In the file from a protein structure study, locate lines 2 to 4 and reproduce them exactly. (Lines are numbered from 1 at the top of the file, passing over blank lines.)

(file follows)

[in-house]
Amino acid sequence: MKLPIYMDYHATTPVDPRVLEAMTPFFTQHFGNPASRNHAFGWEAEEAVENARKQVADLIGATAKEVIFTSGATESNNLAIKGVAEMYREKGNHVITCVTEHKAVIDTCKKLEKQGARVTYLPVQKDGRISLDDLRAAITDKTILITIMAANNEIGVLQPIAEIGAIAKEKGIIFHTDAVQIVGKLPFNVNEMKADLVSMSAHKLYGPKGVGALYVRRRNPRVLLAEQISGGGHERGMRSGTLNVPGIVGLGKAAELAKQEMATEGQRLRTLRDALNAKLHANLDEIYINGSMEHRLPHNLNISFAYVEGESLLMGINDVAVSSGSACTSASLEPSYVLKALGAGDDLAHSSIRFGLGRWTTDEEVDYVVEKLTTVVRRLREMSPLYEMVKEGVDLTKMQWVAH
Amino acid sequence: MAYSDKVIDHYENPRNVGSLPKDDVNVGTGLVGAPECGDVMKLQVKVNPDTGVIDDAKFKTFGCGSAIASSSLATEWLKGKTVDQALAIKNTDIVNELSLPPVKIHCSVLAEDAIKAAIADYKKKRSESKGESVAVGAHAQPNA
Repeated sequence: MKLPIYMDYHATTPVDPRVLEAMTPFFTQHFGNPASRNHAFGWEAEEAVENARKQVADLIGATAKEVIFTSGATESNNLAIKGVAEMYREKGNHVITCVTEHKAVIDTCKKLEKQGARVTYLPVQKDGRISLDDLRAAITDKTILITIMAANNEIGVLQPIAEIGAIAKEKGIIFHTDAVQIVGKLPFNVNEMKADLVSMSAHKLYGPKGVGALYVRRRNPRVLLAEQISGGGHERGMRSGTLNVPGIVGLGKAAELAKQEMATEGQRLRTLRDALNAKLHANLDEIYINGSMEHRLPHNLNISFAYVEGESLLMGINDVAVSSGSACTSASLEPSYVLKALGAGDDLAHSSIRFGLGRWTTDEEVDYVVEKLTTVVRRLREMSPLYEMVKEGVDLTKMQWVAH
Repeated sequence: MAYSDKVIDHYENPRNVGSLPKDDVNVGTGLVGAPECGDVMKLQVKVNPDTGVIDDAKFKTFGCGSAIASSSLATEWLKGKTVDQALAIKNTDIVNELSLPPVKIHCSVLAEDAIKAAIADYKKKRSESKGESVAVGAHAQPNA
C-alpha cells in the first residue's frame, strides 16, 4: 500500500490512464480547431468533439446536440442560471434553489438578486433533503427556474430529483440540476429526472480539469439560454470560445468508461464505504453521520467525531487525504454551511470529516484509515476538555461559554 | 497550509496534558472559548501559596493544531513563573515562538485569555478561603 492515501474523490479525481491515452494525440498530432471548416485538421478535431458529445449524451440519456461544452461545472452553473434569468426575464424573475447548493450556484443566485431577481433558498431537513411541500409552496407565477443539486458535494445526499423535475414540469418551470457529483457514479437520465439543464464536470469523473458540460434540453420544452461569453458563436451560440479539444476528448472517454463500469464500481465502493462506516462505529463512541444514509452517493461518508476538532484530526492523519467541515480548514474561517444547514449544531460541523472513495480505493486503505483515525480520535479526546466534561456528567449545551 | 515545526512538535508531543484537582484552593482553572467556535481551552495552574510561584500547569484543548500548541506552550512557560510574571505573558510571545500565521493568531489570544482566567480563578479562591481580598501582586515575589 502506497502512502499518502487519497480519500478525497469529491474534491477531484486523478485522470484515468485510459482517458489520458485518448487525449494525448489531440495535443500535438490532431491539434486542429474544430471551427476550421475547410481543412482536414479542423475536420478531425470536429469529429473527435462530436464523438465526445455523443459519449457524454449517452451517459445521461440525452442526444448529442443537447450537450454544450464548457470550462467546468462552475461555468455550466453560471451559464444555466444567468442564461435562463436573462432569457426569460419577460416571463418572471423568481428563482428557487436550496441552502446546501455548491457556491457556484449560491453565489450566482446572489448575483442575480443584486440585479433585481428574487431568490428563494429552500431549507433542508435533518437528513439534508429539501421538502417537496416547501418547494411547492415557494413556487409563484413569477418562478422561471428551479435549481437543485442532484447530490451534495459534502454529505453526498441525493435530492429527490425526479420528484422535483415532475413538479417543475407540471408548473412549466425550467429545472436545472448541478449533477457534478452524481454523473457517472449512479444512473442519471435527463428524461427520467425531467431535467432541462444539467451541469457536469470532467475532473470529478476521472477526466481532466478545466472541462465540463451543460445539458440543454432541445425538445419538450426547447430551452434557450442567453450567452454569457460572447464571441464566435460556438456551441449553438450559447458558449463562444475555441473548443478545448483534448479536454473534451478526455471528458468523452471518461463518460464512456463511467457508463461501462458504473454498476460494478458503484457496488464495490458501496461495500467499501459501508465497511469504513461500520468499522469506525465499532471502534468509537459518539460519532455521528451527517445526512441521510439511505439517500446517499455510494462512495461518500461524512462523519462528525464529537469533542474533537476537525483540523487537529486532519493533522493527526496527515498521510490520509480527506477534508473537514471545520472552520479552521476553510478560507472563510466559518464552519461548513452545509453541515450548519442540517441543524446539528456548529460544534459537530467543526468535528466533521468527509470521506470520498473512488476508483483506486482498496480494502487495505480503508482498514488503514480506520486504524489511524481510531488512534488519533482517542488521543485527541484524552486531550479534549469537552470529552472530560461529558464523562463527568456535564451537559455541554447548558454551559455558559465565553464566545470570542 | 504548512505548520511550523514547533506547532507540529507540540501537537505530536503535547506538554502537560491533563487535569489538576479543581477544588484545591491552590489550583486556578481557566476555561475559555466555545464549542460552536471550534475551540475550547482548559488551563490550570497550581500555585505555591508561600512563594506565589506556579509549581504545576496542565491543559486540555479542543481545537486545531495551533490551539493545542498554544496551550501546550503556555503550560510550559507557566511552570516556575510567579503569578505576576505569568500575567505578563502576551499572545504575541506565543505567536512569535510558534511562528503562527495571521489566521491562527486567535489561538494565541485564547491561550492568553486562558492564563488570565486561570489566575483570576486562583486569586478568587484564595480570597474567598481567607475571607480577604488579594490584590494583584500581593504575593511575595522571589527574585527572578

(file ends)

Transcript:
Amino acid sequence: MKLPIYMDYHATTPVDPRVLEAMTPFFTQHFGNPASRNHAFGWEAEEAVENARKQVADLIGATAKEVIFTSGATESNNLAIKGVAEMYREKGNHVITCVTEHKAVIDTCKKLEKQGARVTYLPVQKDGRISLDDLRAAITDKTILITIMAANNEIGVLQPIAEIGAIAKEKGIIFHTDAVQIVGKLPFNVNEMKADLVSMSAHKLYGPKGVGALYVRRRNPRVLLAEQISGGGHERGMRSGTLNVPGIVGLGKAAELAKQEMATEGQRLRTLRDALNAKLHANLDEIYINGSMEHRLPHNLNISFAYVEGESLLMGINDVAVSSGSACTSASLEPSYVLKALGAGDDLAHSSIRFGLGRWTTDEEVDYVVEKLTTVVRRLREMSPLYEMVKEGVDLTKMQWVAH
Amino acid sequence: MAYSDKVIDHYENPRNVGSLPKDDVNVGTGLVGAPECGDVMKLQVKVNPDTGVIDDAKFKTFGCGSAIASSSLATEWLKGKTVDQALAIKNTDIVNELSLPPVKIHCSVLAEDAIKAAIADYKKKRSESKGESVAVGAHAQPNA
Repeated sequence: MKLPIYMDYHATTPVDPRVLEAMTPFFTQHFGNPASRNHAFGWEAEEAVENARKQVADLIGATAKEVIFTSGATESNNLAIKGVAEMYREKGNHVITCVTEHKAVIDTCKKLEKQGARVTYLPVQKDGRISLDDLRAAITDKTILITIMAANNEIGVLQPIAEIGAIAKEKGIIFHTDAVQIVGKLPFNVNEMKADLVSMSAHKLYGPKGVGALYVRRRNPRVLLAEQISGGGHERGMRSGTLNVPGIVGLGKAAELAKQEMATEGQRLRTLRDALNAKLHANLDEIYINGSMEHRLPHNLNISFAYVEGESLLMGINDVAVSSGSACTSASLEPSYVLKALGAGDDLAHSSIRFGLGRWTTDEEVDYVVEKLTTVVRRLREMSPLYEMVKEGVDLTKMQWVAH